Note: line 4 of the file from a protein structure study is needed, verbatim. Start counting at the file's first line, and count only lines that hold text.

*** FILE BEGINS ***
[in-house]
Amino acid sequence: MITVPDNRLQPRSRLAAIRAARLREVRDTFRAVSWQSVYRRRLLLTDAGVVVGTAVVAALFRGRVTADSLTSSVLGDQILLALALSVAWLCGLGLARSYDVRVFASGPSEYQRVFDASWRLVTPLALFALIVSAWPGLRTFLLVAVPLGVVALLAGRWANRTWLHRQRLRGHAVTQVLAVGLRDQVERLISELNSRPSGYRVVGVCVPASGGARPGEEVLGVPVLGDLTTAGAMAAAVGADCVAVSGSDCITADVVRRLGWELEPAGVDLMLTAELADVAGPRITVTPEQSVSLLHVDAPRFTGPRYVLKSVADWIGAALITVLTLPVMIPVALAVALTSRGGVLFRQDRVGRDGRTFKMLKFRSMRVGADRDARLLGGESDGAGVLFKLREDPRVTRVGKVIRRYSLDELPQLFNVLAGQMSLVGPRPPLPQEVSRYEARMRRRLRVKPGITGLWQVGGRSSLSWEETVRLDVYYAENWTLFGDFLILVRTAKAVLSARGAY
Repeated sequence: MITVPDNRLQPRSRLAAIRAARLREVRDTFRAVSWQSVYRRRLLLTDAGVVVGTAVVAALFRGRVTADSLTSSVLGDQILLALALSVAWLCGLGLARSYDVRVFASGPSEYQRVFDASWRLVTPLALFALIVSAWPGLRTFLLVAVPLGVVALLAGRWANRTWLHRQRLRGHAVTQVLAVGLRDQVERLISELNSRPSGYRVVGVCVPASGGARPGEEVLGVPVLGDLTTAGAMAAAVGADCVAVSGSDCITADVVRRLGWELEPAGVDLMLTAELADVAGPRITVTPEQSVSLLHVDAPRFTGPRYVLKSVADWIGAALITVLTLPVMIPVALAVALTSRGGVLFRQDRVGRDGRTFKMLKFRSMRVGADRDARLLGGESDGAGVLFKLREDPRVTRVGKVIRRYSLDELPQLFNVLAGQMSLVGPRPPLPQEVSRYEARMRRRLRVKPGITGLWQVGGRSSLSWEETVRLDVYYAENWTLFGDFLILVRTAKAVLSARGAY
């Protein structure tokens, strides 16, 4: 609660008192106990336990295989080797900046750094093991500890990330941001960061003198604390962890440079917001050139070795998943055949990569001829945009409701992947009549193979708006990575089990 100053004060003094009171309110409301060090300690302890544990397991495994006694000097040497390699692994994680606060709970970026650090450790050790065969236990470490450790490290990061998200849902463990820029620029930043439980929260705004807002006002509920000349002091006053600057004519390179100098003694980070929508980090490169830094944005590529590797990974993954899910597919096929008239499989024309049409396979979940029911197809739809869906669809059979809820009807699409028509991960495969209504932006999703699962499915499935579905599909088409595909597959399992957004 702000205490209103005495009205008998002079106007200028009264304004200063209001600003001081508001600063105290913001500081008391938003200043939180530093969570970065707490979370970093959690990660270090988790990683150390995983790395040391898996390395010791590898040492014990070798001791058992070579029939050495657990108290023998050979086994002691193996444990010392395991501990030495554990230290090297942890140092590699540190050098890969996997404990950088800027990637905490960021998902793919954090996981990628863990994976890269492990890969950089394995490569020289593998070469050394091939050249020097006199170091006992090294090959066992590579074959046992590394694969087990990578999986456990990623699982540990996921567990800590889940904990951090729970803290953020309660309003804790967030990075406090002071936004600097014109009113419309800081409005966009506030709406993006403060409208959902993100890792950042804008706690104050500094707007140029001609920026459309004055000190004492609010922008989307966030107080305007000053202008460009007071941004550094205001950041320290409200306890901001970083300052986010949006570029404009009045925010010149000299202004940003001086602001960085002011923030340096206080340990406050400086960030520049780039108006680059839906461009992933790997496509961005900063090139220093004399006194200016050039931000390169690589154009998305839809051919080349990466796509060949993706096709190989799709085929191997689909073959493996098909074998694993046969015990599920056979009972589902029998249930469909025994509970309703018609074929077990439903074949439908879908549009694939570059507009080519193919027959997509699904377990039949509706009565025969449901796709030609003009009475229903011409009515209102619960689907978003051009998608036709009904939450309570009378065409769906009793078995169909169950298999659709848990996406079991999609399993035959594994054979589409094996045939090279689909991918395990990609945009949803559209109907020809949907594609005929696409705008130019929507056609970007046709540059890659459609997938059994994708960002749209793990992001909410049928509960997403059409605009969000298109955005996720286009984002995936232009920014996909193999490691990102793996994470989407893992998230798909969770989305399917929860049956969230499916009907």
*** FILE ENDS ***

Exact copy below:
């Protein structure tokens, strides 16, 4: 609660008192106990336990295989080797900046750094093991500890990330941001960061003198604390962890440079917001050139070795998943055949990569001829945009409701992947009549193979708006990575089990 100053004060003094009171309110409301060090300690302890544990397991495994006694000097040497390699692994994680606060709970970026650090450790050790065969236990470490450790490290990061998200849902463990820029620029930043439980929260705004807002006002509920000349002091006053600057004519390179100098003694980070929508980090490169830094944005590529590797990974993954899910597919096929008239499989024309049409396979979940029911197809739809869906669809059979809820009807699409028509991960495969209504932006999703699962499915499935579905599909088409595909597959399992957004 702000205490209103005495009205008998002079106007200028009264304004200063209001600003001081508001600063105290913001500081008391938003200043939180530093969570970065707490979370970093959690990660270090988790990683150390995983790395040391898996390395010791590898040492014990070798001791058992070579029939050495657990108290023998050979086994002691193996444990010392395991501990030495554990230290090297942890140092590699540190050098890969996997404990950088800027990637905490960021998902793919954090996981990628863990994976890269492990890969950089394995490569020289593998070469050394091939050249020097006199170091006992090294090959066992590579074959046992590394694969087990990578999986456990990623699982540990996921567990800590889940904990951090729970803290953020309660309003804790967030990075406090002071936004600097014109009113419309800081409005966009506030709406993006403060409208959902993100890792950042804008706690104050500094707007140029001609920026459309004055000190004492609010922008989307966030107080305007000053202008460009007071941004550094205001950041320290409200306890901001970083300052986010949006570029404009009045925010010149000299202004940003001086602001960085002011923030340096206080340990406050400086960030520049780039108006680059839906461009992933790997496509961005900063090139220093004399006194200016050039931000390169690589154009998305839809051919080349990466796509060949993706096709190989799709085929191997689909073959493996098909074998694993046969015990599920056979009972589902029998249930469909025994509970309703018609074929077990439903074949439908879908549009694939570059507009080519193919027959997509699904377990039949509706009565025969449901796709030609003009009475229903011409009515209102619960689907978003051009998608036709009904939450309570009378065409769906009793078995169909169950298999659709848990996406079991999609399993035959594994054979589409094996045939090279689909991918395990990609945009949803559209109907020809949907594609005929696409705008130019929507056609970007046709540059890659459609997938059994994708960002749209793990992001909410049928509960997403059409605009969000298109955005996720286009984002995936232009920014996909193999490691990102793996994470989407893992998230798909969770989305399917929860049956969230499916009907």